Electric buses across Melbourne’s west every 10 minutes

But there is a catch. Melbourne’s buses run under 28 separate contracts with fourteen private operators – some big multinationals, others small family businesses delivering only a few services. Many operators have, over decades, developed a sense of ownership of “their” routes and resisted efforts to simplify the system. This model cannot accommodate the transition to electric buses. So, the expiry of most of the smaller contracts in mid-2025 is an important deadline for finding new ways for government and contractors to collaboratively manage the transition.

Kinetic is trialling electric bus routes in Melbourne.Credit:Louis Trerise

This transition to cleaner buses is only the first step. It won’t help the climate or ease suburban transport woes if we run clean buses on today’s convoluted routes and unreliable timetables which only very few Melburnians use. We need more Melburnians using buses.

Fortunately, there is a proven approach to bus service design, articulated by University of Melbourne researcher Paul Mees in the 1990s, that can help us get the most value from a new electric bus fleet. Paul’s work showed how some cities, by exploiting what he called the ‘network effect’, attract drivers onto public transport even at residential densities comparable to suburban Melbourne. They do this by operating fast and frequent services connected in a grid that makes it easy to travel to many destinations. Effectively, the convenience that travellers find so appealing in London and Paris can be reproduced in the suburbs using electric buses.

This approach underpins Victoria’s 2021 Bus Plan. This plan is a great first step, but it is a more of a mud map than the detailed blueprint we need for the next term of state government.

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In Better Buses for Melbourne’s West, we use the Remix transit planning tool to show how a modern bus network would give communities in Melbourne’s west an alternative to driving.

We started by drawing a grid network on key arterial roads that would run at a 10-minute frequency all day (including weekends) with an average speed of 25 km/h.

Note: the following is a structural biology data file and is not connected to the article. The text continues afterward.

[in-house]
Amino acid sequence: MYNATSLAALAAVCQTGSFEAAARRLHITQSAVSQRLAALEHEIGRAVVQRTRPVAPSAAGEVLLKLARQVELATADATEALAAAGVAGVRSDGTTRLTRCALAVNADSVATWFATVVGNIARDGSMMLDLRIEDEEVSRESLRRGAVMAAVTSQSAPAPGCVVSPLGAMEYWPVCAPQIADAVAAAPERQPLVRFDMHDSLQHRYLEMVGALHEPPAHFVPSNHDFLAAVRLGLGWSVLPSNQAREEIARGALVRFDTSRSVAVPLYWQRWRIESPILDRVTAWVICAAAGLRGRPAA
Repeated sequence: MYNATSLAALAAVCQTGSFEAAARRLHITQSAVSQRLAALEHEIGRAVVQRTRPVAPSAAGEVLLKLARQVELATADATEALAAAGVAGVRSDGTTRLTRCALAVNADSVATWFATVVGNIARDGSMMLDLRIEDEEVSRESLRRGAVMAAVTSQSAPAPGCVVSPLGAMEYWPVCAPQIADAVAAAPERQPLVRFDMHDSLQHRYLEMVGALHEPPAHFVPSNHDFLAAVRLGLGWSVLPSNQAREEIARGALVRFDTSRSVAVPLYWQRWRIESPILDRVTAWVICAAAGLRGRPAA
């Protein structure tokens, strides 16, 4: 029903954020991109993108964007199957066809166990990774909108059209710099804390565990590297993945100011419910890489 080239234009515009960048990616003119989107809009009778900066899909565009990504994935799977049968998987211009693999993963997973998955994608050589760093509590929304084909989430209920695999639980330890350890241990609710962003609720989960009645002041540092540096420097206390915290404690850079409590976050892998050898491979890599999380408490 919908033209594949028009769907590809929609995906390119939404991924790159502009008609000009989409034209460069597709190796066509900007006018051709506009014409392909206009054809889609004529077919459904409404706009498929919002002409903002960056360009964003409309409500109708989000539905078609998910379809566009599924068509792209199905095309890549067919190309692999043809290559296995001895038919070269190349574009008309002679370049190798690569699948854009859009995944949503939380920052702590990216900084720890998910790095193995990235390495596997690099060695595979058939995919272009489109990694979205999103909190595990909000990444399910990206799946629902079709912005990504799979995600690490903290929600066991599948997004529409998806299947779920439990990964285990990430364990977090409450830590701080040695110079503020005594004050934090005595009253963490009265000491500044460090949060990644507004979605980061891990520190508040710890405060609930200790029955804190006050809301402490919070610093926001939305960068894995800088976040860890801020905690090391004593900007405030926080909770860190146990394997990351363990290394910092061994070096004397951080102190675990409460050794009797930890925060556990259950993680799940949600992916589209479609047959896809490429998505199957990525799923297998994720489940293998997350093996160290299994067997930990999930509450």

We were surprised to find that a new network could be delivered using existing operational budgets for buses in the west, plus a modest top-up to keep pace with population growth.

Capital costs, for this first stage, are also low, with upgrades only needed at bus stops and at key intersections to give buses priority.

Once it’s up and running, we could super-charge the network, making it even faster and cheaper to run by investing in internationally proven techniques to isolate buses from other road traffic.

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Our modelling also showed that, on average, more than three times more people could reach shops, services, and opportunities for social interaction at their local centre within 30 minutes on a weekday morning. For Hoppers Crossing, the increase is more than tenfold! And, these new bus services would be within an 800-metre walk of most households in the west. This would be easily accessible for most people and, if linked to affordable on-demand services, would leave no one behind.

Our research shows we can be optimistic about finding alternatives to driving in the suburbs. The task now is for the government to refine a new network through careful planning and community consultation and for all of us to build political support to make a world-class system of clean electric buses a reality in Melbourne before 2030.

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